The reconstruction of hard and soft tissues is a major challenge in regenerative medicine, since diseases or traumas are causing increasing numbers of tissue defects due to the aging of the population. Modern tissue engineering is increasingly using three-dimensional structured biomaterials in combination with stem cells as cell source, since mature cells are often not available in sufficient amounts or quality. Biomaterial scaffolds are developed that not only serve as cell carriers providing mechanical support, but actively influence cellular responses including cell attachment and proliferation. Chemical modifications such as the incorporation of chemotactic factors or cell adhesion molecules are examined for their ability to enhance tissue development successfully. E.g. growth factors have been investigated extensively as substances able to support cell growth, differentiation and angiogenesis. Thus, continuously new patents and studies are published, which are investigating the advantages and disadvantages of different biomaterials or cell types for the regeneration of specific tissues. The main focus on biomaterials, including natural and synthetic polymers, ceramics and corresponding composites used as scaffold materials to support cell proliferation and differentiation for hard and soft tissues regeneration. In addition, the local delivery of drugs by scaffold biomaterials.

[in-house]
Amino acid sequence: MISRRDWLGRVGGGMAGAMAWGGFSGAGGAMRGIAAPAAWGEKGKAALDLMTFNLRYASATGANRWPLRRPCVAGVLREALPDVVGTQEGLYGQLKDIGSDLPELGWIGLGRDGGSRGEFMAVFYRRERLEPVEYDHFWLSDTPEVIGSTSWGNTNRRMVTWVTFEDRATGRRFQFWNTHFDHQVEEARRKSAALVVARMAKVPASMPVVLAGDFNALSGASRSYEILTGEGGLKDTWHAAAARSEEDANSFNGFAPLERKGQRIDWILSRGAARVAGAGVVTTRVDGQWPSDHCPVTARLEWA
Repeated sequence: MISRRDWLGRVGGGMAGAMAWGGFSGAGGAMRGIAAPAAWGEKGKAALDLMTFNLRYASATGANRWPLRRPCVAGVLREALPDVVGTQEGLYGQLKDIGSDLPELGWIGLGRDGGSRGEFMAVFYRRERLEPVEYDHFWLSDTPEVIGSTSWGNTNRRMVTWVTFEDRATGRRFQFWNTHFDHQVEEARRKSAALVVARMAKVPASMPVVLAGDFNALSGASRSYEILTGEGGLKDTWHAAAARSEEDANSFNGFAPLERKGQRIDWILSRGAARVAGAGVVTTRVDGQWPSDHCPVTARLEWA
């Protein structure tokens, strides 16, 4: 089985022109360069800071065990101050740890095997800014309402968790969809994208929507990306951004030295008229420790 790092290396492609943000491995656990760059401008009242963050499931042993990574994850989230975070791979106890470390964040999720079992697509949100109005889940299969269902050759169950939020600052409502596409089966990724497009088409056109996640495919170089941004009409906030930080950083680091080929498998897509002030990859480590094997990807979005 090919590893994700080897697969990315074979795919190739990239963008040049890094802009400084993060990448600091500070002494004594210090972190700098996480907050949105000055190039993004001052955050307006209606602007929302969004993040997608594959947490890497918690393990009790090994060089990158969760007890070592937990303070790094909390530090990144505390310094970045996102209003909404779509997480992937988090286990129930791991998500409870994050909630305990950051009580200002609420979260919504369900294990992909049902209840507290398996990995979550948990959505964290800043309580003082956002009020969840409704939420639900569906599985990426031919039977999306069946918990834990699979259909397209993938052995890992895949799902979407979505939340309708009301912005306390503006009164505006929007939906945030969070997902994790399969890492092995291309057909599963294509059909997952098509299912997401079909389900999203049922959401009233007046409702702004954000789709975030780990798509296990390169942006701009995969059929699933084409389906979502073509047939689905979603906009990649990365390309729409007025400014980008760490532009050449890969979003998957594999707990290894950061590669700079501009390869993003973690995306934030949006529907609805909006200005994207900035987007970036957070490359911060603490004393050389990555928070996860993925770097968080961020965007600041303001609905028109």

Thursday, 30 August 2018

Restore, Repair and Regenerate - Aspects and Prospects of Regenerative Medicine and Tissue Engineering :